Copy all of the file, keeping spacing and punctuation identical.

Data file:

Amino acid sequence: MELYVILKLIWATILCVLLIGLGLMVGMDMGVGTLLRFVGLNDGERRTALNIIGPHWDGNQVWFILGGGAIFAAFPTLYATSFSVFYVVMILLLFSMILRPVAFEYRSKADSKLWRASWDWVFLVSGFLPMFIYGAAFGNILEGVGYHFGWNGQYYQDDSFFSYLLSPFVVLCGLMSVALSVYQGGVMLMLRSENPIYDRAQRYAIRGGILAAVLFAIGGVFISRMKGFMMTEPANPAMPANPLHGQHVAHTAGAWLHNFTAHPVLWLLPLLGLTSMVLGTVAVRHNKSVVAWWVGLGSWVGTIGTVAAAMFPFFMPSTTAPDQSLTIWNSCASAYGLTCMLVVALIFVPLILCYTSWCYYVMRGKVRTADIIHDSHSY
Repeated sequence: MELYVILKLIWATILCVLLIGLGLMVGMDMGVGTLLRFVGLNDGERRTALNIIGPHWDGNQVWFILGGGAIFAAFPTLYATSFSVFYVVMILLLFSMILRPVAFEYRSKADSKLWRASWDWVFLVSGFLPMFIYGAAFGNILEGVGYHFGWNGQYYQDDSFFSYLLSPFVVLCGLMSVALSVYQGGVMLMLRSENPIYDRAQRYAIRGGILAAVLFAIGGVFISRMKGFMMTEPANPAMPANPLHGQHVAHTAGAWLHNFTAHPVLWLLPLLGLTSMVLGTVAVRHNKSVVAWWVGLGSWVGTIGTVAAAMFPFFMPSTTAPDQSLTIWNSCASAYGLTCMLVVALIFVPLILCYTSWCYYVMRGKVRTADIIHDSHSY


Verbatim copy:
Amino acid sequence: MELYVILKLIWATILCVLLIGLGLMVGMDMGVGTLLRFVGLNDGERRTALNIIGPHWDGNQVWFILGGGAIFAAFPTLYATSFSVFYVVMILLLFSMILRPVAFEYRSKADSKLWRASWDWVFLVSGFLPMFIYGAAFGNILEGVGYHFGWNGQYYQDDSFFSYLLSPFVVLCGLMSVALSVYQGGVMLMLRSENPIYDRAQRYAIRGGILAAVLFAIGGVFISRMKGFMMTEPANPAMPANPLHGQHVAHTAGAWLHNFTAHPVLWLLPLLGLTSMVLGTVAVRHNKSVVAWWVGLGSWVGTIGTVAAAMFPFFMPSTTAPDQSLTIWNSCASAYGLTCMLVVALIFVPLILCYTSWCYYVMRGKVRTADIIHDSHSY
Repeated sequence: MELYVILKLIWATILCVLLIGLGLMVGMDMGVGTLLRFVGLNDGERRTALNIIGPHWDGNQVWFILGGGAIFAAFPTLYATSFSVFYVVMILLLFSMILRPVAFEYRSKADSKLWRASWDWVFLVSGFLPMFIYGAAFGNILEGVGYHFGWNGQYYQDDSFFSYLLSPFVVLCGLMSVALSVYQGGVMLMLRSENPIYDRAQRYAIRGGILAAVLFAIGGVFISRMKGFMMTEPANPAMPANPLHGQHVAHTAGAWLHNFTAHPVLWLLPLLGLTSMVLGTVAVRHNKSVVAWWVGLGSWVGTIGTVAAAMFPFFMPSTTAPDQSLTIWNSCASAYGLTCMLVVALIFVPLILCYTSWCYYVMRGKVRTADIIHDSHSY